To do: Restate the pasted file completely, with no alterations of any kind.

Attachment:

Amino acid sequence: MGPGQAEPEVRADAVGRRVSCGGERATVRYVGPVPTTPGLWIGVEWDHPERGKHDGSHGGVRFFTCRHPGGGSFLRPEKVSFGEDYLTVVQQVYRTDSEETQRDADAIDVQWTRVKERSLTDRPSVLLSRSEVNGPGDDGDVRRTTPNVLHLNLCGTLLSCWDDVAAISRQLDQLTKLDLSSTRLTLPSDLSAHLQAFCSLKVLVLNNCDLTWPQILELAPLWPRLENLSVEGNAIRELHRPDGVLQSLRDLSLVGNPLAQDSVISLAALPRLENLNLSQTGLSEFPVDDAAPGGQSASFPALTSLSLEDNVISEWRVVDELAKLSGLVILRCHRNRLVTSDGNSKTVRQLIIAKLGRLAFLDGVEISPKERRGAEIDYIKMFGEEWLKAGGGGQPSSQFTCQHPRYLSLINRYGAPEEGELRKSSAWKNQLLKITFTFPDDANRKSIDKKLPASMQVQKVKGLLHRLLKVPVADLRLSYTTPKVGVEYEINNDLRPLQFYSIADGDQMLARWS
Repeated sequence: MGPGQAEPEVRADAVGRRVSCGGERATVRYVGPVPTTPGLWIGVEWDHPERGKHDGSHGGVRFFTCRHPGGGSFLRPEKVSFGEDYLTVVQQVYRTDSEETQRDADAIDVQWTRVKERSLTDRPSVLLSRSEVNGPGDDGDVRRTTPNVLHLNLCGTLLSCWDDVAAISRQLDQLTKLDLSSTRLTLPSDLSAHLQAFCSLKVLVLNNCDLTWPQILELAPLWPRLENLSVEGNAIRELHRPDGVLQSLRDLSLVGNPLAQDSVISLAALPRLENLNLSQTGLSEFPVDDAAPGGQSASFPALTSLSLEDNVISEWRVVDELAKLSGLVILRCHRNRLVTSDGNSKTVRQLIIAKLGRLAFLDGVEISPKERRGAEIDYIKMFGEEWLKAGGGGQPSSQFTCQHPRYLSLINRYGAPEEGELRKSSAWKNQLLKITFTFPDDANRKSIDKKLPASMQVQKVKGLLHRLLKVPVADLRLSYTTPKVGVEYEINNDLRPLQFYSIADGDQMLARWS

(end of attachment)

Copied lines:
Amino acid sequence: MGPGQAEPEVRADAVGRRVSCGGERATVRYVGPVPTTPGLWIGVEWDHPERGKHDGSHGGVRFFTCRHPGGGSFLRPEKVSFGEDYLTVVQQVYRTDSEETQRDADAIDVQWTRVKERSLTDRPSVLLSRSEVNGPGDDGDVRRTTPNVLHLNLCGTLLSCWDDVAAISRQLDQLTKLDLSSTRLTLPSDLSAHLQAFCSLKVLVLNNCDLTWPQILELAPLWPRLENLSVEGNAIRELHRPDGVLQSLRDLSLVGNPLAQDSVISLAALPRLENLNLSQTGLSEFPVDDAAPGGQSASFPALTSLSLEDNVISEWRVVDELAKLSGLVILRCHRNRLVTSDGNSKTVRQLIIAKLGRLAFLDGVEISPKERRGAEIDYIKMFGEEWLKAGGGGQPSSQFTCQHPRYLSLINRYGAPEEGELRKSSAWKNQLLKITFTFPDDANRKSIDKKLPASMQVQKVKGLLHRLLKVPVADLRLSYTTPKVGVEYEINNDLRPLQFYSIADGDQMLARWS
Repeated sequence: MGPGQAEPEVRADAVGRRVSCGGERATVRYVGPVPTTPGLWIGVEWDHPERGKHDGSHGGVRFFTCRHPGGGSFLRPEKVSFGEDYLTVVQQVYRTDSEETQRDADAIDVQWTRVKERSLTDRPSVLLSRSEVNGPGDDGDVRRTTPNVLHLNLCGTLLSCWDDVAAISRQLDQLTKLDLSSTRLTLPSDLSAHLQAFCSLKVLVLNNCDLTWPQILELAPLWPRLENLSVEGNAIRELHRPDGVLQSLRDLSLVGNPLAQDSVISLAALPRLENLNLSQTGLSEFPVDDAAPGGQSASFPALTSLSLEDNVISEWRVVDELAKLSGLVILRCHRNRLVTSDGNSKTVRQLIIAKLGRLAFLDGVEISPKERRGAEIDYIKMFGEEWLKAGGGGQPSSQFTCQHPRYLSLINRYGAPEEGELRKSSAWKNQLLKITFTFPDDANRKSIDKKLPASMQVQKVKGLLHRLLKVPVADLRLSYTTPKVGVEYEINNDLRPLQFYSIADGDQMLARWS